Cutting the cost of cake-making by removing the use of eggs may be achievable by combining a hydrocolloid with a suitable emulsifier, says new research from India.
The combination of hydroxypropylmethylcellulose (HPMC) and sodium stearoyl-2-lactylate (SSL) produced egg-less cakes with acceptable qualities, according to findings published in Food Hydrocolloids.
Soaring prices for grains such as soy and corn - that have seen feed costs leap by 30 per cent in twelve months - have hit egg prices particularly hard because the cost of feed is a large slice of overall costs when compared to other livestock such as beef cattle.
And while bakers have been obliged to absorb the rising price for ingredients sourced from eggs, or to pass the rise in costs onto their customers, ingredients makers are reporting a growing demand from bakers for egg replacers that could help simmer down costs.
From salted yolk preparations to pasteurised egg-based atomisers for golden glazes on pastry, ingredients from eggs are used widely in baked goods like cakes and biscuits.
But replacing this natural ingredient that boasts appealing functionalities as well as a range of nutrients including protein, essential vitamins A, D, E, and B as well as minerals iron, phosphorus and zinc, is a major challenge for food developers.
“This makes it extremely difficult to replace eggs successfully by a different source of proteins, even by the use of several types of additives, such as hydrocolloids, in cakes,” said the researchers from India’s Central Food Technological Research Institute in Mysor.
The new study indicated that the HPMC-SSL combination produced the best results for an eggless cake. The Mysore-based researchers tested a series of hydrocolloids, including gum arabic, guar gum, xanthan gum, and carrageenan, in combination with either glycerol monostearate (GMS) or SSL as the emulsifier.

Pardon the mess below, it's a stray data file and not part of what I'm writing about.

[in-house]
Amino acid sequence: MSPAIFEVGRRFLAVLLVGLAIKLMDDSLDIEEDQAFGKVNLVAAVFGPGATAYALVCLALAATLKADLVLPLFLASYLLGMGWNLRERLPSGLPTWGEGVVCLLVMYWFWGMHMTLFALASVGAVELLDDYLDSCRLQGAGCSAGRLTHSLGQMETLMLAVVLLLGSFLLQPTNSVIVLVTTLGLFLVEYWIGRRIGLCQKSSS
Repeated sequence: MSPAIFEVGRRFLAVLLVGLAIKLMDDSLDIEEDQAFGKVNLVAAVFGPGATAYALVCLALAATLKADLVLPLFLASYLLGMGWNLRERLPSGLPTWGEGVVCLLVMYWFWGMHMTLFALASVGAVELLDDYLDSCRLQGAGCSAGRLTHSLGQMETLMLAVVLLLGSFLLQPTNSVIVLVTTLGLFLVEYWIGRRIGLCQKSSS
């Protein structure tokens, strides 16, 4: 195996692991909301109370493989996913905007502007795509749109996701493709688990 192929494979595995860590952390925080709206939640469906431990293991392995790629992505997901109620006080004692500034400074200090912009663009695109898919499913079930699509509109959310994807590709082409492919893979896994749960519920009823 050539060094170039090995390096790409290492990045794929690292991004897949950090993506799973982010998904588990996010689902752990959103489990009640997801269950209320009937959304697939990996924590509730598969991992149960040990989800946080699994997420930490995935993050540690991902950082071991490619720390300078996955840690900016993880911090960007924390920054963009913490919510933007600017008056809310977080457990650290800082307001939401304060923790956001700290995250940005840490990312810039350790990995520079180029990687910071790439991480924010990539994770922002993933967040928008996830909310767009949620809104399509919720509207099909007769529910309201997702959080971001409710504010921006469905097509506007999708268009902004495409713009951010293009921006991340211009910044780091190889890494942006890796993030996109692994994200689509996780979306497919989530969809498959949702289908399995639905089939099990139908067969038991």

Of all the different hydrocolloids tested, the researchers report that “only HPMC improved the eggless cake making characteristics of wheat flour”. Indeed, they add that HPMC improved the overall quality score of eggless cake when GMS was used as the emulsifier, compared to the other hydrocolloids. On the other hand, use of SSL as the emulsifier improved the quality of cake with all the hydrocolloids, with HPMC performing the best.
Studies of the microstructure of the eggless cake crumb showed that HPMC and SSL produced a more uniform protein matrix.
“It could be concluded that the various results presented in this paper have shown that good quality eggless cake can be prepared using HPMC and SSL,” wrote the researchers.
Source: Food Hydrocolloids
Volume 23, Issue 3, Pages 700-707
“Effect of hydrocolloids and emulsifiers on the rheological, microstructural and quality characteristics of eggless cake”
Authors: A. Ashwini, R. Jyotsna, D. Indrani